Whir, whir, whir. The hypnotic rhythm of the treadmill nearly puts me to sleep as I attempt to start a new daily routine of exercise. The cold chill of the early morning thickens my mind and legs as if I am walking in honey.
I manage to put one foot in front of the other and keep on going, getting nowhere. Or so it seems. But that's what you're supposed to do, I tell myself as I tread along. The mind tells you all kinds of contrary thoughts like: "This isn't going to do any good" or "This is boring" or the worst one, "I think I'll quit now."
"Oh, no you won't," I tell myself. "You're a bright person. You really need this."
So I recount the blessings of how exercise is so good for you and that the results will be worth it. And so, having passed the first test, I continue walking. I need to shape up for spring.
Music helps. Finding some halfway upbeat music on the radio or CD eases a tough beginning. After awhile, you no longer fear treading. You are flying. But, when the music thing doesn't happen, you pump yourself up by saying, "I can do it. This is the most important part of my day."
The new routine is to increase my health and stamina. "I'm getting stronger, I'm getting healthier," I say over and over again like a mantra.
All the benefits are there for the taking -- more cardio-efficiency, increased lung capacity, fewer toxins floating around looking for trouble, a clearer brain and less chance of major diseases. This is good. But the best result is energy.
In this fast-paced world, the mind races, but the body is often left behind, getting weaker over the years from neglect. Errands, sitting at a computer, laundry, lives jam-packed with meetings, phone calls and a general insane busyness leave little room for the kind of exercise the body needs and truly craves.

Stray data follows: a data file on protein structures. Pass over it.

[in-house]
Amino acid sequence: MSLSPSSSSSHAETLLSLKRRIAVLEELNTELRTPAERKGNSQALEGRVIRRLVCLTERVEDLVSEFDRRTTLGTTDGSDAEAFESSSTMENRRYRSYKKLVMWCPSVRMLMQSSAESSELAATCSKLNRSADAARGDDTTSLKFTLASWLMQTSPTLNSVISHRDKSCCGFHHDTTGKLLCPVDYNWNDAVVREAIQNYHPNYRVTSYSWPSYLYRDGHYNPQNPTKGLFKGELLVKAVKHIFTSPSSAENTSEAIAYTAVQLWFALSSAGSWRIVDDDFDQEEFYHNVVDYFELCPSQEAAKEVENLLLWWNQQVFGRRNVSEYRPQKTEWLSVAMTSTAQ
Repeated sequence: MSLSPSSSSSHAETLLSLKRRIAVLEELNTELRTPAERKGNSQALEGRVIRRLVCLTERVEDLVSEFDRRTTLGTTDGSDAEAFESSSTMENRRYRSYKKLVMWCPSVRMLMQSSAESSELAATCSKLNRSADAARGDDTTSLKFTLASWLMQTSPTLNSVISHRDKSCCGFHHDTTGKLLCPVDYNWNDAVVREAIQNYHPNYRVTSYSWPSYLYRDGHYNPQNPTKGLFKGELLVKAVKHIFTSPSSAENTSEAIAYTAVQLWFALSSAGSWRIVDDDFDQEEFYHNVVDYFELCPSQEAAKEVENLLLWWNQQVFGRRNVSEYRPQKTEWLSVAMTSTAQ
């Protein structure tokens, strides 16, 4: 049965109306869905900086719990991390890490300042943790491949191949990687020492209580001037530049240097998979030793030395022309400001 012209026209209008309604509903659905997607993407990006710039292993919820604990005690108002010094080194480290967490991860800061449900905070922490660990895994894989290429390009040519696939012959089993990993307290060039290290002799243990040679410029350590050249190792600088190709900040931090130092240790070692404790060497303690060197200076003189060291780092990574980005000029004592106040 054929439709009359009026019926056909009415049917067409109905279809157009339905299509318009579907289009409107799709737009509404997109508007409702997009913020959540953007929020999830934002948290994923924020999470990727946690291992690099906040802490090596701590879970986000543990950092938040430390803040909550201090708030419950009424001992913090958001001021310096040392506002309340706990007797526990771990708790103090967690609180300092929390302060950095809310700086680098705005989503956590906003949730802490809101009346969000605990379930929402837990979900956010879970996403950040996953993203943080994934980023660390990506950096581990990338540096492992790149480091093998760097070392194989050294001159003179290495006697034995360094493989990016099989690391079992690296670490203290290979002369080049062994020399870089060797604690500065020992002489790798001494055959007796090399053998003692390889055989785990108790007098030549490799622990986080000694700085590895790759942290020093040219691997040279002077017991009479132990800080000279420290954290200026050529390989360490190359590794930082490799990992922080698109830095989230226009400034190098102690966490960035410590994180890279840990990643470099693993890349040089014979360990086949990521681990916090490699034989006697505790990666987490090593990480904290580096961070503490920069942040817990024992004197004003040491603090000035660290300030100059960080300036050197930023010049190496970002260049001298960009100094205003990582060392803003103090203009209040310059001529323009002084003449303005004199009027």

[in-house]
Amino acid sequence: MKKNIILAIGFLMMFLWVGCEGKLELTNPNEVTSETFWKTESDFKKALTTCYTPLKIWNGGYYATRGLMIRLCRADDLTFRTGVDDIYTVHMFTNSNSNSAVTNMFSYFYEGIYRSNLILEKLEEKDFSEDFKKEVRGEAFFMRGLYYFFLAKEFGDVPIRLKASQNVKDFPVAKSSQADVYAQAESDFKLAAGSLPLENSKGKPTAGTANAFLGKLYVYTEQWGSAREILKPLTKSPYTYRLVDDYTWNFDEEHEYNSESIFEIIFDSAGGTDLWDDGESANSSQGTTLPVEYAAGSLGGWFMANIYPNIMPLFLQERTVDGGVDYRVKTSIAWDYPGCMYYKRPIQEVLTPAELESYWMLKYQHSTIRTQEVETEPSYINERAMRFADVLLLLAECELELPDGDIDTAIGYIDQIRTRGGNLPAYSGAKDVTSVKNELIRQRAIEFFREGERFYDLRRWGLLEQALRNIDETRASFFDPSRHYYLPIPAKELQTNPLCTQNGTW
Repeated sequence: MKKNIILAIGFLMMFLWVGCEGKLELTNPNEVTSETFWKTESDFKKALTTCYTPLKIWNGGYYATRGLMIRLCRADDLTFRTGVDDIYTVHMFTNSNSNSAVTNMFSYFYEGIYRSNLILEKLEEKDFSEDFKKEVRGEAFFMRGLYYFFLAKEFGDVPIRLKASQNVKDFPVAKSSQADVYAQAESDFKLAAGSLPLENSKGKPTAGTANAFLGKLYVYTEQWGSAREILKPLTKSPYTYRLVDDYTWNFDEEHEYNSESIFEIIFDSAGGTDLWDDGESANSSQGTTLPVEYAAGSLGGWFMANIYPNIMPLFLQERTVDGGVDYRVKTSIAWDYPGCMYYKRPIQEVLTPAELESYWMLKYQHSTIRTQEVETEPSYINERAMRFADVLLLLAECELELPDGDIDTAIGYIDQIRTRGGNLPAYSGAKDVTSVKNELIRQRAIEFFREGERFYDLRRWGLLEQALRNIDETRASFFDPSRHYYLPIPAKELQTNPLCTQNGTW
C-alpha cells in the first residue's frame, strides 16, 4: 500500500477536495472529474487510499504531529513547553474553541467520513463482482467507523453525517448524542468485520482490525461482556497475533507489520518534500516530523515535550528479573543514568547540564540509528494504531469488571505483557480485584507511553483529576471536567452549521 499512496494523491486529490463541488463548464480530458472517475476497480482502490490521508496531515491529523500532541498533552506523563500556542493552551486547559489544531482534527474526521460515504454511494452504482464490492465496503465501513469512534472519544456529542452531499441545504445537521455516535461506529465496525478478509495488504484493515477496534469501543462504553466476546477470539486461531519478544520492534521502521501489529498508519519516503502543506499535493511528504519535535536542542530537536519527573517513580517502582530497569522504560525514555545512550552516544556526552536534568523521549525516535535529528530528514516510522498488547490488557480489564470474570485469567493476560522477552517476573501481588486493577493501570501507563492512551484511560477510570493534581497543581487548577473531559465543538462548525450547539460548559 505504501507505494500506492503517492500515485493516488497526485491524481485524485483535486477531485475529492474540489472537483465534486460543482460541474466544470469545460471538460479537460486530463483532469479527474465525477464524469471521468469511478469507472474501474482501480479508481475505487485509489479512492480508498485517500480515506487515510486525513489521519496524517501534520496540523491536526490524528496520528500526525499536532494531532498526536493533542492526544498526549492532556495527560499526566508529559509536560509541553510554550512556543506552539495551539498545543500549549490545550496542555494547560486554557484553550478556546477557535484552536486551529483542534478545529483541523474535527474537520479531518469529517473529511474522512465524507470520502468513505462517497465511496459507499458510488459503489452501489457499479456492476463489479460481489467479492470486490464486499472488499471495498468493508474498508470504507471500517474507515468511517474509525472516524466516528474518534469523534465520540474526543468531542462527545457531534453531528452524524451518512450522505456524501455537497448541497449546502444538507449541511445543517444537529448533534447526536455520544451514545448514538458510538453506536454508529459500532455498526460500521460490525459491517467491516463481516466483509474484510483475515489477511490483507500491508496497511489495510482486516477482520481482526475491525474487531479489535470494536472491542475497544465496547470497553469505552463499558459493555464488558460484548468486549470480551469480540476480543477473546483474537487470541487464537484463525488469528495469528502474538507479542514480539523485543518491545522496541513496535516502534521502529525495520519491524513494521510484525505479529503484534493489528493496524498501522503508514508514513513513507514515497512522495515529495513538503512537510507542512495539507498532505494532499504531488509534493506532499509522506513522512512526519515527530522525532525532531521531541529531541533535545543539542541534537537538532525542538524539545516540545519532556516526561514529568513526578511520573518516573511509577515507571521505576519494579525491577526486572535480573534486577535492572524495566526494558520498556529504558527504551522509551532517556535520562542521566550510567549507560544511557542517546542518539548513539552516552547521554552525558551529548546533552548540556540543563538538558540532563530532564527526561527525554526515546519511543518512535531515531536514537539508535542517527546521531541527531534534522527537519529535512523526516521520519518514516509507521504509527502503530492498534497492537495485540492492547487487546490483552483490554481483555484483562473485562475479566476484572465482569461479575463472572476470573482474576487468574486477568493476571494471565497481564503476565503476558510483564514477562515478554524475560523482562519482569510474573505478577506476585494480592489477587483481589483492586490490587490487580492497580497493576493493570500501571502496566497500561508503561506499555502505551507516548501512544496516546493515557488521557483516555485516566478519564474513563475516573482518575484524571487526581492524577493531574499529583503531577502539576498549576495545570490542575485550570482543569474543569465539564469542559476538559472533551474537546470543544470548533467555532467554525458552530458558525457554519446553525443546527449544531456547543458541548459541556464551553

Cross training is fun -- the wonderful concept of not doing the same old, dull exercise routine every day. Bicycling, jogging, dancing or yoga are great alternatives. The variety is endless.
However, there are some days where I just don't have the cardio-gumption to get up and go at it. And when it's cold and rainy out, the options do feel more limited. Not everyone can or wants to go to a gym.
Whir, whir, whir. The pace is picking up now. I'm feeling better. The strain of starting is gone and my circulation is humming. "Now, this isn't so bad," I think as the energy courses through my body. "I can do this."
Happily, I look at the dials -- 35 minutes, wow. And . . . what? Shock and horror fill my mind as I try to reread the dial -- 130 calories? That's working off only one pat of butter -- not that I eat butter anymore. You know, the new dietary guidelines and all. Besides, I'm mostly vegan. "No, this can't be," I tell myself. But then I manage to calm down, resume exercising and I feel wonderful. If I just ignore the calorie counter and the image of the small pat of butter trying to butt into my mind, I'll be OK.
I continue on the treadmill, thinking positive thoughts, humming to the music as I go until my muscles are warm and strength returns. Now I feel great. I done good today. I done good.
Rita J. Schlabach is a freelance writer who lives in Amherst.